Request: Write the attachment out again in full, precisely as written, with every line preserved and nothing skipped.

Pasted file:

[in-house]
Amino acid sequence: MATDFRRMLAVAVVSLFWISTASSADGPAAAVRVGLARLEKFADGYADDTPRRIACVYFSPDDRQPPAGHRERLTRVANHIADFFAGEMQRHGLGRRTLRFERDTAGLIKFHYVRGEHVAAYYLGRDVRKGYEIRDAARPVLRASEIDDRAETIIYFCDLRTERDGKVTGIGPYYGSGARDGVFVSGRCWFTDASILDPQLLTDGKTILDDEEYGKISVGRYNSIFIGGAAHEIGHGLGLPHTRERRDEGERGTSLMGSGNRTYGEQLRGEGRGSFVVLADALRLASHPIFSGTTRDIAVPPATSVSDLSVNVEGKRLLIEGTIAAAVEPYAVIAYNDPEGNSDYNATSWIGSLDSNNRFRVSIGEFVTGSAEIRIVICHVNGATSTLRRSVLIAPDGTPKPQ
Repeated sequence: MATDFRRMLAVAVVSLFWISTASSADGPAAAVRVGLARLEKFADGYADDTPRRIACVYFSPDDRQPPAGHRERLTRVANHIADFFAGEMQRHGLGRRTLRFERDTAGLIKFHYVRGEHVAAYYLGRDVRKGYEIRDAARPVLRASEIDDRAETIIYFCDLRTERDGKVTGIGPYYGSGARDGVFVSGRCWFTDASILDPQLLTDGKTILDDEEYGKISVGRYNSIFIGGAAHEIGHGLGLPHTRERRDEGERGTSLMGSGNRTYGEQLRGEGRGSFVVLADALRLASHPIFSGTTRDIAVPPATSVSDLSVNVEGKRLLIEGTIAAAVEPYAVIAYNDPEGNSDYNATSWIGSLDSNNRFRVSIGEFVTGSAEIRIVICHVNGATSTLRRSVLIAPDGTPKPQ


[in-house]
Amino acid sequence: MATDFRRMLAVAVVSLFWISTASSADGPAAAVRVGLARLEKFADGYADDTPRRIACVYFSPDDRQPPAGHRERLTRVANHIADFFAGEMQRHGLGRRTLRFERDTAGLIKFHYVRGEHVAAYYLGRDVRKGYEIRDAARPVLRASEIDDRAETIIYFCDLRTERDGKVTGIGPYYGSGARDGVFVSGRCWFTDASILDPQLLTDGKTILDDEEYGKISVGRYNSIFIGGAAHEIGHGLGLPHTRERRDEGERGTSLMGSGNRTYGEQLRGEGRGSFVVLADALRLASHPIFSGTTRDIAVPPATSVSDLSVNVEGKRLLIEGTIAAAVEPYAVIAYNDPEGNSDYNATSWIGSLDSNNRFRVSIGEFVTGSAEIRIVICHVNGATSTLRRSVLIAPDGTPKPQ
Repeated sequence: MATDFRRMLAVAVVSLFWISTASSADGPAAAVRVGLARLEKFADGYADDTPRRIACVYFSPDDRQPPAGHRERLTRVANHIADFFAGEMQRHGLGRRTLRFERDTAGLIKFHYVRGEHVAAYYLGRDVRKGYEIRDAARPVLRASEIDDRAETIIYFCDLRTERDGKVTGIGPYYGSGARDGVFVSGRCWFTDASILDPQLLTDGKTILDDEEYGKISVGRYNSIFIGGAAHEIGHGLGLPHTRERRDEGERGTSLMGSGNRTYGEQLRGEGRGSFVVLADALRLASHPIFSGTTRDIAVPPATSVSDLSVNVEGKRLLIEGTIAAAVEPYAVIAYNDPEGNSDYNATSWIGSLDSNNRFRVSIGEFVTGSAEIRIVICHVNGATSTLRRSVLIAPDGTPKPQ